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Directed by Shaeem Jahangir/ Reviewed by Antonio Rozich

Every single movie has a goal. Most often, it’s to entertain. Some aim to entertain but also send across a specific message. In the case of the later, entertainment needs to be sacrificed for the sake of the message. That doesn’t mean the movie will be boring, but the balance needs to be made.

But what do you do when the message you want to send across is polar-opposite of “entertainment”? When your goal is to send a strong message on injustice and poverty?

Darkness Everyday by Shaeem Jahangir tackles that in a great way. The movie portrays the situation in India in 2008 when the country faced multiple political unrests. These political unrests also resulted in the exploitation of religious minorities. 

The movie follows a young reporter who’s on a mission to explore the southern parts of India to understand why people are leaving.

With a theme like that, an average viewer will think there’s has to be many fist-quenching scenes where a certain antagonist tortures people and groups steal from villages.

But that’s an action movie, not a movie that realistically depicts the issue. 

Instead, Jahangir went for a semi-documentary approach. And in that approach lies the movie’s strongest point. There’s no action in the movie, only people who are tired and are losing hope.

For a great portion of the movie, Jahangir uses strong scenes and haunting music to send the message across. Even when the journalist interviews people, the dialogue is very limited, just enough for the audience to understand what’s happening. This leaves the audience with time to digest the troubles without getting sucked into pointless dialogue.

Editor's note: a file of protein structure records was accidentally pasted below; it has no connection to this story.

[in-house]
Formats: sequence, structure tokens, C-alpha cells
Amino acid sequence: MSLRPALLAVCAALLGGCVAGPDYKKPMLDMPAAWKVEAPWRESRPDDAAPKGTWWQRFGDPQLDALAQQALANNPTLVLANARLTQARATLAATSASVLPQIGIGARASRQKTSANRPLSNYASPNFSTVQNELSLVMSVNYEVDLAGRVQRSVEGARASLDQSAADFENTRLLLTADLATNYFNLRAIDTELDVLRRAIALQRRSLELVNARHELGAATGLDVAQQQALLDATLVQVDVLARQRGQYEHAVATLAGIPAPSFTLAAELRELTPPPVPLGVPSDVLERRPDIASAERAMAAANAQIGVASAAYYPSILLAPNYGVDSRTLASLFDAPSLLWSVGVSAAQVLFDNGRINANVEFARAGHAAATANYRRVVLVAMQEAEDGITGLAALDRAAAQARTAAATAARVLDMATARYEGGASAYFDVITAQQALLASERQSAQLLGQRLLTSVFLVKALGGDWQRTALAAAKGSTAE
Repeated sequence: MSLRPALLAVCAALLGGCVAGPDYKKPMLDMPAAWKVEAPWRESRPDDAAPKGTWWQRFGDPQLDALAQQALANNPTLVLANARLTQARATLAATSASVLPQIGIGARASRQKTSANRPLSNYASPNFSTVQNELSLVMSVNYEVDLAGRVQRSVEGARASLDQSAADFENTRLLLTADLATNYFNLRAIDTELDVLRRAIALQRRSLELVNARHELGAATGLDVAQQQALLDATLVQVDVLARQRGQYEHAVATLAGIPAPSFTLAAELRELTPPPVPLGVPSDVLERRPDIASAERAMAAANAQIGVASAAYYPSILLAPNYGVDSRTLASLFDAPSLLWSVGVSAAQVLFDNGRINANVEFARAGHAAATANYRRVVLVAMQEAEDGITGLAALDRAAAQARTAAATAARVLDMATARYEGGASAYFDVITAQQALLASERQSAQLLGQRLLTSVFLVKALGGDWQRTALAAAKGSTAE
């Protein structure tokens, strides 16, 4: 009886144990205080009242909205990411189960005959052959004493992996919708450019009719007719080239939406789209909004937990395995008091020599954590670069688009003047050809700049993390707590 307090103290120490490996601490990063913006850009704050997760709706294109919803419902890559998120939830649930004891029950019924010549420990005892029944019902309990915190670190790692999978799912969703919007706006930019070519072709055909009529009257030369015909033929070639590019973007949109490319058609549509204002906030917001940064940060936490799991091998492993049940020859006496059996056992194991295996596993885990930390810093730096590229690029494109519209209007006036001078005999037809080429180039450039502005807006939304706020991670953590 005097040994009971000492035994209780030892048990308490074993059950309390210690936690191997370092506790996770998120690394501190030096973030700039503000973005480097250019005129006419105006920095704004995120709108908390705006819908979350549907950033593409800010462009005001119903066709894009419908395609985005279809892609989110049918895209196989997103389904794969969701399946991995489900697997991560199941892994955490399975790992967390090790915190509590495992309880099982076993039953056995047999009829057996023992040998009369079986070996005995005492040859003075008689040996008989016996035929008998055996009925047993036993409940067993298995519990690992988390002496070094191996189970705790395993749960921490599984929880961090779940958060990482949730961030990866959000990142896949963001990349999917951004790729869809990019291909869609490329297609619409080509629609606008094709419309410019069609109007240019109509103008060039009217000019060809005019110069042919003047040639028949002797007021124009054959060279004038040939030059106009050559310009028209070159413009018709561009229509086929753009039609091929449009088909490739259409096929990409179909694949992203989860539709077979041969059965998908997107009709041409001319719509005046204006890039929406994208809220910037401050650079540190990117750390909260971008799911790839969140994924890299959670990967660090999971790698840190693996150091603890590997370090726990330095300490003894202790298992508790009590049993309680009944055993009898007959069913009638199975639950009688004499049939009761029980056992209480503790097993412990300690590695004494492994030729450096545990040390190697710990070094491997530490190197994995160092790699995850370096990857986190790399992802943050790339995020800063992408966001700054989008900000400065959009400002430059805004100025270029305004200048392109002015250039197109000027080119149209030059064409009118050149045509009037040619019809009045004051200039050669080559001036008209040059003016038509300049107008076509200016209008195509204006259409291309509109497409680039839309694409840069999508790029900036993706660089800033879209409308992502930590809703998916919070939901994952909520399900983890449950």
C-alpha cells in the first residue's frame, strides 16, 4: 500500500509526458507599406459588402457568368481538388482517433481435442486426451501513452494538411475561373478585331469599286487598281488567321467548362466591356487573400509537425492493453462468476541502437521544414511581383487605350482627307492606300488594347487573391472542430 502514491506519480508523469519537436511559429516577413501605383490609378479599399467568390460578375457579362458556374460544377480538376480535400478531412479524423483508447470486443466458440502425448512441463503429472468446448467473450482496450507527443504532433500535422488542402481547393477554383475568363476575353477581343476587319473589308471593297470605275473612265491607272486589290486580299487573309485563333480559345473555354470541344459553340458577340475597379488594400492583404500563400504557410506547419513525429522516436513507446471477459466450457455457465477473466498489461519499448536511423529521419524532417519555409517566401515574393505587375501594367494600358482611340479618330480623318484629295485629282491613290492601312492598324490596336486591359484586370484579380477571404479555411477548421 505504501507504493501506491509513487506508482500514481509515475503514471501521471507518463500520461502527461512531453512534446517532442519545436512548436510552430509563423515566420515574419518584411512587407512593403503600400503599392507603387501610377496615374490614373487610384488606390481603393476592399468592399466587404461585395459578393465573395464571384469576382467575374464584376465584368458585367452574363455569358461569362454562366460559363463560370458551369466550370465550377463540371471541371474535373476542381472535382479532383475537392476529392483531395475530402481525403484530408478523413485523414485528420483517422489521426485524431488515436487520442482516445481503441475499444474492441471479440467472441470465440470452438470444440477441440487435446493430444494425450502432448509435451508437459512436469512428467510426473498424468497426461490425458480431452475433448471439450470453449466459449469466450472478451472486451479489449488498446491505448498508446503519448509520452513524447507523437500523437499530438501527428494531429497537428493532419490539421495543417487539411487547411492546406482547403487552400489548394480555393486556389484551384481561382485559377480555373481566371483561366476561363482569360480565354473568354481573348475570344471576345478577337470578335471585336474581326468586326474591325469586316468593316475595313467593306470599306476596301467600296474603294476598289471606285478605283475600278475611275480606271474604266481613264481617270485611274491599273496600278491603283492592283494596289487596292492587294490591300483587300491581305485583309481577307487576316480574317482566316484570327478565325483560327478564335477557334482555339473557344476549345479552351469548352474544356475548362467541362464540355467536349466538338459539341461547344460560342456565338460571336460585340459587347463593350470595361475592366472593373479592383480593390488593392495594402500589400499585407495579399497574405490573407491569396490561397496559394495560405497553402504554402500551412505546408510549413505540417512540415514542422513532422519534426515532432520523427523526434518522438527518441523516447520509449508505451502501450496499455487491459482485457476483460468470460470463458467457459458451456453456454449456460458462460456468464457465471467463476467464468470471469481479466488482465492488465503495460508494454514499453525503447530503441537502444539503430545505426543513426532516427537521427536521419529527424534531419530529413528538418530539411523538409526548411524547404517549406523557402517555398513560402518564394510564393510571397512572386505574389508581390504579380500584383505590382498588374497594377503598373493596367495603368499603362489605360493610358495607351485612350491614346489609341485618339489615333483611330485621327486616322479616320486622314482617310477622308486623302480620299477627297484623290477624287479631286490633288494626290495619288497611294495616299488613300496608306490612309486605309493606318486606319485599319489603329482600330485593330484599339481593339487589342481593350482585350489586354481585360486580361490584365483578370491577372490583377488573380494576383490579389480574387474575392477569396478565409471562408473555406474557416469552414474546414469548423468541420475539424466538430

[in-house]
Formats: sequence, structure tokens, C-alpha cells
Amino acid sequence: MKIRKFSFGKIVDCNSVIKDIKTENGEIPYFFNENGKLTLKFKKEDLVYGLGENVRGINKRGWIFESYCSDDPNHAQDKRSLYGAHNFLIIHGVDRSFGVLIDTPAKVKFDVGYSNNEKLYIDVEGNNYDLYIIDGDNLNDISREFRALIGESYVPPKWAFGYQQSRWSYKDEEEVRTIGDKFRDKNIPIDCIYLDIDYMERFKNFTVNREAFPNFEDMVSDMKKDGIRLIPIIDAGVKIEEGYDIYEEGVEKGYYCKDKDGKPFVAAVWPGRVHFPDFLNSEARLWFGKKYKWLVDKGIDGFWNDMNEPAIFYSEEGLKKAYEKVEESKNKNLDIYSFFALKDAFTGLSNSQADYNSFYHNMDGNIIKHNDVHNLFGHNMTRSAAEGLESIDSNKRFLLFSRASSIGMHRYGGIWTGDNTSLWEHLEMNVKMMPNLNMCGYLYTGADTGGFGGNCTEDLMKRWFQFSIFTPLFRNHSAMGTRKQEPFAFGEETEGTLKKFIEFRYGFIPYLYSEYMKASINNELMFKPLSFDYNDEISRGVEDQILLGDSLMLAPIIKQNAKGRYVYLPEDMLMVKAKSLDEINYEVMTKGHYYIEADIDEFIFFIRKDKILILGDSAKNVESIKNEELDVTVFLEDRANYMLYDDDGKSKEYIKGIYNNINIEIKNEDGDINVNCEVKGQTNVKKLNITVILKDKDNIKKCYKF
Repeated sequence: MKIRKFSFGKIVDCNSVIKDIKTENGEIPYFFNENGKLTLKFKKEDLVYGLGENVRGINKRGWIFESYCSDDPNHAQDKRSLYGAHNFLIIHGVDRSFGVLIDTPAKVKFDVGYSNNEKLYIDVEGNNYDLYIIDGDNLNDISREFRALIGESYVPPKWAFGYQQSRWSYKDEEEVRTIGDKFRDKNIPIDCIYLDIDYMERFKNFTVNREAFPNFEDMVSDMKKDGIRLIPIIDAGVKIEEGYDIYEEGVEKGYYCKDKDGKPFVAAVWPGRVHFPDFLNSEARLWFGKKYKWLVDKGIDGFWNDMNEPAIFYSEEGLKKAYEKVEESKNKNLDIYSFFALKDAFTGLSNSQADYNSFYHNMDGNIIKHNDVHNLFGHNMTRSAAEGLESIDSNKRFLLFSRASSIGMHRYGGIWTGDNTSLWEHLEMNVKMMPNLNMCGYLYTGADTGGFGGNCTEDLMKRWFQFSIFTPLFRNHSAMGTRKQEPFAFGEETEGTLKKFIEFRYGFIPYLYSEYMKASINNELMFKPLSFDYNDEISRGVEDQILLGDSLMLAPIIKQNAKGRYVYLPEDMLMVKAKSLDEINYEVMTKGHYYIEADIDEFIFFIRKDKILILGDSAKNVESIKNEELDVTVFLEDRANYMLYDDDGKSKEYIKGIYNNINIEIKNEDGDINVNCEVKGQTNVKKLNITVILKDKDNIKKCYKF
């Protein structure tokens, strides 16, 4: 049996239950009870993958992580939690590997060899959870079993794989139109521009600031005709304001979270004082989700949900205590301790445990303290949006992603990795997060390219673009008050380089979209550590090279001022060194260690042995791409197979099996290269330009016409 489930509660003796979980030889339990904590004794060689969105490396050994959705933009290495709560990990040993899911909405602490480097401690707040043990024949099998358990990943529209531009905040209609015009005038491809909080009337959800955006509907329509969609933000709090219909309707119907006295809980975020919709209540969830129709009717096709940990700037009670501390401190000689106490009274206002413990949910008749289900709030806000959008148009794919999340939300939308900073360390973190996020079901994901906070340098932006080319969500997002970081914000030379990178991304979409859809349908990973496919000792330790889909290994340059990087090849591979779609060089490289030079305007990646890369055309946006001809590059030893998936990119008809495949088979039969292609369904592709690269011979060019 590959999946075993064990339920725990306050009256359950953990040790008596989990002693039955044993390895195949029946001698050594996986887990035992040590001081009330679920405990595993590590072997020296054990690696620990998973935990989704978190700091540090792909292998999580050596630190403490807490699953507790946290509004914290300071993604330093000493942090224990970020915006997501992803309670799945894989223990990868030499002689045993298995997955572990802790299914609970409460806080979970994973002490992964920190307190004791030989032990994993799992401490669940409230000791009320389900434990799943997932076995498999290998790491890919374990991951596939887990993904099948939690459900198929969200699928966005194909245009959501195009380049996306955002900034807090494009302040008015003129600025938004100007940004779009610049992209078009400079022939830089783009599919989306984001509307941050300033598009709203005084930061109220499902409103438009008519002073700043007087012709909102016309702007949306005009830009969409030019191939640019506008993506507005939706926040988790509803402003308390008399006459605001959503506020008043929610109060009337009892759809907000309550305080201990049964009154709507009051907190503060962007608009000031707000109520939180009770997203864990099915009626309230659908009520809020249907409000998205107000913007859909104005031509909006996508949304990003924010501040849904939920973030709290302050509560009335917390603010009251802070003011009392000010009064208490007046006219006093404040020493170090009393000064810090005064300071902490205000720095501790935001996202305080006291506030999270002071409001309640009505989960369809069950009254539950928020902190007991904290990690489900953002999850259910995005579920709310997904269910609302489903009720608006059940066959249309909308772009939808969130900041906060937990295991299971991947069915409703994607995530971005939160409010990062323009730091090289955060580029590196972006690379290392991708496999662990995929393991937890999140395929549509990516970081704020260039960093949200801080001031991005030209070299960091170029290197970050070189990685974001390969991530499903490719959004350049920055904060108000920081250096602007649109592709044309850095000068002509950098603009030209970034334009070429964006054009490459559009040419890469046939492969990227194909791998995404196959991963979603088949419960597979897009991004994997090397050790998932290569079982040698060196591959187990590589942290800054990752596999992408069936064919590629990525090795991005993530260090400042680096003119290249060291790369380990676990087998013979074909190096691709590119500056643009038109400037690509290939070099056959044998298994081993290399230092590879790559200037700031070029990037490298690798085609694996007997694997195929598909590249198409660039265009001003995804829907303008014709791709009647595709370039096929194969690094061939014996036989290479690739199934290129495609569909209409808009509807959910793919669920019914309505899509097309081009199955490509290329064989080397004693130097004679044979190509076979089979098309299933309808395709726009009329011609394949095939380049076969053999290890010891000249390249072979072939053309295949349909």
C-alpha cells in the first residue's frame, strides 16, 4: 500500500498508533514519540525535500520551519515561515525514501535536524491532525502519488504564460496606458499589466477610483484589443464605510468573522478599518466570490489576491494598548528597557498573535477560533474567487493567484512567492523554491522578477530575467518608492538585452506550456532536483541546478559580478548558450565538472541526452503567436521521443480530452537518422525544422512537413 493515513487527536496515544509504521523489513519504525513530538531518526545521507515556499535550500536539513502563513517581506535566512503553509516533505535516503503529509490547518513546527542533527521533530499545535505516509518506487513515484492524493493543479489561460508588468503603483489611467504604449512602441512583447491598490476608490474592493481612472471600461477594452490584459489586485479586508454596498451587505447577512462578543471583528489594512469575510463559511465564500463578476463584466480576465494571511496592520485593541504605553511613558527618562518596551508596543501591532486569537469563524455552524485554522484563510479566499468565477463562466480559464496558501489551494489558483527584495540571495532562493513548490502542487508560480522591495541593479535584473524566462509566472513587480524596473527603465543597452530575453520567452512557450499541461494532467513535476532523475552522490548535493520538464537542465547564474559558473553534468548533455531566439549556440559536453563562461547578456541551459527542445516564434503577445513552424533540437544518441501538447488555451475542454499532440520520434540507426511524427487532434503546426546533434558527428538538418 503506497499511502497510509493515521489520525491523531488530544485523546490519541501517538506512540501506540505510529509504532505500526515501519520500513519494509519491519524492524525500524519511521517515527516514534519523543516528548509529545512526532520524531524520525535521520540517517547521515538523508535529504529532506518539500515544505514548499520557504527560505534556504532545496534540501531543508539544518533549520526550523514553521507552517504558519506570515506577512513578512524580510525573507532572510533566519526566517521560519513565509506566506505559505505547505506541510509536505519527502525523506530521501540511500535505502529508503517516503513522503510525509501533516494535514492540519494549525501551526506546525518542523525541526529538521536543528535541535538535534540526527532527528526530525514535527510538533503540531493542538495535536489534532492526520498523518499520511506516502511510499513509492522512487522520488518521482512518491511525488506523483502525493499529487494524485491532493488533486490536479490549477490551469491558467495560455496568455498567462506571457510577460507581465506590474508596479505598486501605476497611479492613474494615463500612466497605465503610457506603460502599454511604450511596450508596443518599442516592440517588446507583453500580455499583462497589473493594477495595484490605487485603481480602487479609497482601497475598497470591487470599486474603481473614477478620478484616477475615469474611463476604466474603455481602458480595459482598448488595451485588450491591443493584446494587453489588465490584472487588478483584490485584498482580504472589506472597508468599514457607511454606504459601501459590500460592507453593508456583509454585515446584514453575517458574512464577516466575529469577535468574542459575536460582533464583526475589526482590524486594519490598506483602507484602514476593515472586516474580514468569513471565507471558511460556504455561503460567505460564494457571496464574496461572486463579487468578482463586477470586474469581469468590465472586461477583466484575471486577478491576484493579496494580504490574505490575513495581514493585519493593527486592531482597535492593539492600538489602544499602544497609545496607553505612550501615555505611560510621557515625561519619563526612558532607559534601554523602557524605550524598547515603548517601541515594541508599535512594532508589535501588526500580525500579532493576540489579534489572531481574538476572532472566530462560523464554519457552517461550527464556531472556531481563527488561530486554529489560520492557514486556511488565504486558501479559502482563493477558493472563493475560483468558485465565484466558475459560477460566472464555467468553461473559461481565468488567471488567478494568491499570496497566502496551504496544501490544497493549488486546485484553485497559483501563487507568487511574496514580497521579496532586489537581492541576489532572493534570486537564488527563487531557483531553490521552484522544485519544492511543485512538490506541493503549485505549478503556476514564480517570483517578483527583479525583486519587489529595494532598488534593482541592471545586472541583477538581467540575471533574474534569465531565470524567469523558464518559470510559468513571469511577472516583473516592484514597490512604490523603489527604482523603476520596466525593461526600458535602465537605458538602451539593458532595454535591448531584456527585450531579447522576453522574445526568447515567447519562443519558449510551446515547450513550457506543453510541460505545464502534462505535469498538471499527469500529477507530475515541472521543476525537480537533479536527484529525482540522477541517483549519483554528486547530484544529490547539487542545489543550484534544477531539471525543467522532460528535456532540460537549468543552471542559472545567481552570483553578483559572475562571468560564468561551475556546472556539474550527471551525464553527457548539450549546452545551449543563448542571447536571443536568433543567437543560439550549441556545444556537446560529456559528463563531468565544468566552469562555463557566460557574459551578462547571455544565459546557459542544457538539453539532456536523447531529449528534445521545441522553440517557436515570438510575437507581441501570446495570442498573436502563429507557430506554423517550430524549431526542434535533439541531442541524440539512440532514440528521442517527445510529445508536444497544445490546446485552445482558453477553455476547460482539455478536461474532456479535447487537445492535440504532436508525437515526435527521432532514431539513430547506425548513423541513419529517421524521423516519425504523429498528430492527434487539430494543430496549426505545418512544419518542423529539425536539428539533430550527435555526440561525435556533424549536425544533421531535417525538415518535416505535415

As he walks through the village, the journalist meets a small family with whom he decides to stay. There he makes friends and creates a connection.

Here, there are small points of happiness. The ability to enjoy small things and even everything seems grim. Although it looks like a build-up for what could lie ahead, the same as the characters learn to enjoy the sparse moment of happiness, so must the audience.

This gives the movie a realistic balance. A balance that acknowledges that although everything seems bad, there still are moments of happiness. Equally can be said vice versa.

The journalist learns that people are leaving because they feel the government let them down. People no longer feel safe, especially if they are from minority groups. Houses are sold, streets are empty, and markets are non-existent. The only people staying are those who are unlikely able to leave. 

It’s not bravery that makes them stay, but hopelessness.

After spending a night with the family, the journalist decides to leave. The announcement leaves a sour taste for the family. They don’t want him to leave.

This initially puts the journalist in an awkward situation since he believes the family wants to spend more time with him. 

In the final moments of the movie is where Jahangir switches it up in the documentary/narrative symbiosis. The already established uneasiness grows exponentially and the audience is left wondering what’s about to happen.

This masterful play with emotions is what makes the movie shine. In a little over 30 minutes, you get sadness, desperation, happiness, uneasiness, and everything in between. You also see the reality of how many people live, but also a narrative depiction of what might happen. 

For some, Darkness Everyday might feel like a chore to watch. But when you consider the movie title, it perfectly relates what the movie will be like. A darkness that looms even in the sunniest of days. There still are some rays of hope, but darkness overshadows even that. 

It’s movies like these that play an important role in our society. That kick us right in the gut like a wake-up call for what’s going on around us. Because, while you’re in a movie theater, there are people who just don’t know what to do anymore. They feel betrayed as if everyone abandoned them. 

But it’s movies like Darkness Everyday that make sure they are never forgotten.


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